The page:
Several traders and producers in Europe said they received new requests from buyers who used to import from Russia.


Meanwhile, Russia styrene is reportedly available in Europe and there is no rush to secure volumes with the spot market very quiet.

Of Russia’s over 90,000 tonnes of styrene exports in 2021, over 80% went to Finland, according to the ICIS Supply and Demand Database. Most is used internally for expandable polystyrene (EPS), styrene butadiene (SB) latex and polyester resins (UPE).

The energy-intensive European styrene market faces growing challenges from higher heating costs stemming from natural gas prices, which have also surged in the wake of the Ukraine invasion.

“If the gas remains at this level it will be a big problem as we will lose money on the total envelope of whatever derivative we sell,” a Europe-based styrene producer said.

“We are talking double the cost of energy to make styrene monomer, so now 10x the normal energy cost versus 5x until just over a week ago,” the producer added.


Meanwhile, crude oil prices continue to rise, putting pressure on chemicals margins across the board, especially in Europe and Asia where oil-based naphtha is the primary feedstock for petrochemicals production.

“The risk of a reduction in Russian oil exports is the primary reason behind the oil price spike in recent weeks. Russia exports around 4.5m-5m bbl/day of crude, and around 2.5m bbl/day to non-European countries – much of this heads east to Asian buyers such as India, South Korea, Japan and China,” said Ajay Parmar, ICIS senior crude oil analyst.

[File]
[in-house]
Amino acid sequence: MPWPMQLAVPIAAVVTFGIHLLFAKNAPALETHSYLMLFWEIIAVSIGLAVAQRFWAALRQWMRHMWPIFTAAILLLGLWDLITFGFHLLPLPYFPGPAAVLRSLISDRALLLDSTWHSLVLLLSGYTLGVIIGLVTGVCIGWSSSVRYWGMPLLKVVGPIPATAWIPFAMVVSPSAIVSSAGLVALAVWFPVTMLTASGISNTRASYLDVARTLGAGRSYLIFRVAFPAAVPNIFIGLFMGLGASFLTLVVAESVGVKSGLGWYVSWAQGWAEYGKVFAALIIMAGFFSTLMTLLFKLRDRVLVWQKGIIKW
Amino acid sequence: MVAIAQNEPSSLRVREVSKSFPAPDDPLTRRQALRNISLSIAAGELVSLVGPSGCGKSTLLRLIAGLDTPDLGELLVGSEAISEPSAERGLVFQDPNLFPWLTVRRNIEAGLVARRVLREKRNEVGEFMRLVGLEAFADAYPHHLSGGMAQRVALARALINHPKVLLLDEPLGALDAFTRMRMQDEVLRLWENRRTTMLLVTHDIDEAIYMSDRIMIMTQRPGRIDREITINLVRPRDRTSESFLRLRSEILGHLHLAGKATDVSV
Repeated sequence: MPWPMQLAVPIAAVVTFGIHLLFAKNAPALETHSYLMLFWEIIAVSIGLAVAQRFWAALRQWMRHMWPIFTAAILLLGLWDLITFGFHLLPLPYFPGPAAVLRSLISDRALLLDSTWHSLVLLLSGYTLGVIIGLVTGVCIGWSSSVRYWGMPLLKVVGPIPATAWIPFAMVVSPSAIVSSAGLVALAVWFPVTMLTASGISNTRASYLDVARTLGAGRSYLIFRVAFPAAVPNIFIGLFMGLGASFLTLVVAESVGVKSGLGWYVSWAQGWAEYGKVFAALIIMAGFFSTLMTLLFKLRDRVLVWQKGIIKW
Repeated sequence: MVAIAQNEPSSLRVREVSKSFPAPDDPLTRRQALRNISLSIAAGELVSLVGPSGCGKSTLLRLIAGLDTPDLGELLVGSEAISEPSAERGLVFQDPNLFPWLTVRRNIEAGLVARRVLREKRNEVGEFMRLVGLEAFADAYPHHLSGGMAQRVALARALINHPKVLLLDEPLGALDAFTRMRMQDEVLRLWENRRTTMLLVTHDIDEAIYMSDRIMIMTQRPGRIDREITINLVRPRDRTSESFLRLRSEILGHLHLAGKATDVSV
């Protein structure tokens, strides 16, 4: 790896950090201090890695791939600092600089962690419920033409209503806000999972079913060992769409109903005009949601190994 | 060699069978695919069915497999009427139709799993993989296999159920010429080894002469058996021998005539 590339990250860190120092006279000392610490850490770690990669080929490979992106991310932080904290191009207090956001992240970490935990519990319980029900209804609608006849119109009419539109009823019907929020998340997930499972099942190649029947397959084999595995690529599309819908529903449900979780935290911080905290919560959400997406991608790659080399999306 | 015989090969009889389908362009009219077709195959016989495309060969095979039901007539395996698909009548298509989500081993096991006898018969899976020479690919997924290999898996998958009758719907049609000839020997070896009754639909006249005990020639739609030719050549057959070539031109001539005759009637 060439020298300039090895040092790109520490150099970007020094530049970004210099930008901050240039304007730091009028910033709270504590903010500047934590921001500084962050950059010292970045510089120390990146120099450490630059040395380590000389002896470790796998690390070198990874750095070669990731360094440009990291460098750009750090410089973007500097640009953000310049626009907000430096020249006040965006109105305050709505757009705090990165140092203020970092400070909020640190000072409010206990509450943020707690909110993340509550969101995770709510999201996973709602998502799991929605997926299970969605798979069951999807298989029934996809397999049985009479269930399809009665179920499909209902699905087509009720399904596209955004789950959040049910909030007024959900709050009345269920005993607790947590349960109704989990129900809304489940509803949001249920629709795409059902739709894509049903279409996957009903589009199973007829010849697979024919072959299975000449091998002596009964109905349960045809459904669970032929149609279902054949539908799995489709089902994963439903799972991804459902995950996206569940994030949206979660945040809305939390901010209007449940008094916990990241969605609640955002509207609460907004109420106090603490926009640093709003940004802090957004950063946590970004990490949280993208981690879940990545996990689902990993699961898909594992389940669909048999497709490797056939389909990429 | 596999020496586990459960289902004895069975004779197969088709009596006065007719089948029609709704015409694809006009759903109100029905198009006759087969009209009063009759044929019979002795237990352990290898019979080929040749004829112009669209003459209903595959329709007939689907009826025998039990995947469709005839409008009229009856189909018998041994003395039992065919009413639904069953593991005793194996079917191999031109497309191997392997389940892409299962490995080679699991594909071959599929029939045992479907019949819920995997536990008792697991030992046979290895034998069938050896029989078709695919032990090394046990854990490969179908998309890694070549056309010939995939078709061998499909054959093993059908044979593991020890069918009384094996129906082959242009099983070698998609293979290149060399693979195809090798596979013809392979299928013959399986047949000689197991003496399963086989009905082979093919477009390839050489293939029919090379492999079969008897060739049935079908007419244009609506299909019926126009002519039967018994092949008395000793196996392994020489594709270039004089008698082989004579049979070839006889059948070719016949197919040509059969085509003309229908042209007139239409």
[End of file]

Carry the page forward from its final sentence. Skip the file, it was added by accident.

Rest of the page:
On 3 March, a group of US lawmakers introduced legislation that would ban Russia energy imports.

“The manner in which the sanctions are designed will be critical to their success. If western sanctions on Russian oil exports only apply to western crude buyers, Russia will feel short-term pain, but will likely be able to still find willing buyers in Asia, as the oil market is especially tight at present,” he added.

However, if sanctions are broadened, the impact on Russia’s energy exports would be significant with the number of willing buyers of Russian crude very small.

“One such buyer will of course be China, which will gladly take Russian crude at an $18.65/bbl discount to Dated BFOE, as recently reported by ICIS. But even then, the logistics of re-routing such significant volumes of oil trade will cause temporary pain for Russia,” said Parmar.

The only major reprieve from high oil prices would come from a nuclear deal with Iran, which could allow an additional 1.3m bbl/day of crude onto the market.

“It should be noted that it would take 3-6 months for Iran to fully reach this production level, but just the news of a completed nuclear deal itself will help quell the current price rise,” said Parmar.

“If this deal does not come to fruition, expect oil prices to remain elevated for the foreseeable future,” he added.

Additional reporting by Eashani Chavda, Miguel Rodriguez-Fernandez, Fergus Jensen and Will Beacham For more analysis of the Russia/Ukraine war’s impact on chemicals, fertilizers and energy markets, visit our Topic Page.

Infographic by Yashas Mudumbai

Additional reporting by Stephanie Wix

Brexit: Assessing the UK’s imports and exports

How will Brexit impact the UK’s trade? It’s the question burning in every businessperson’s mind, and it doesn’t seem to be getting an answer any time soon.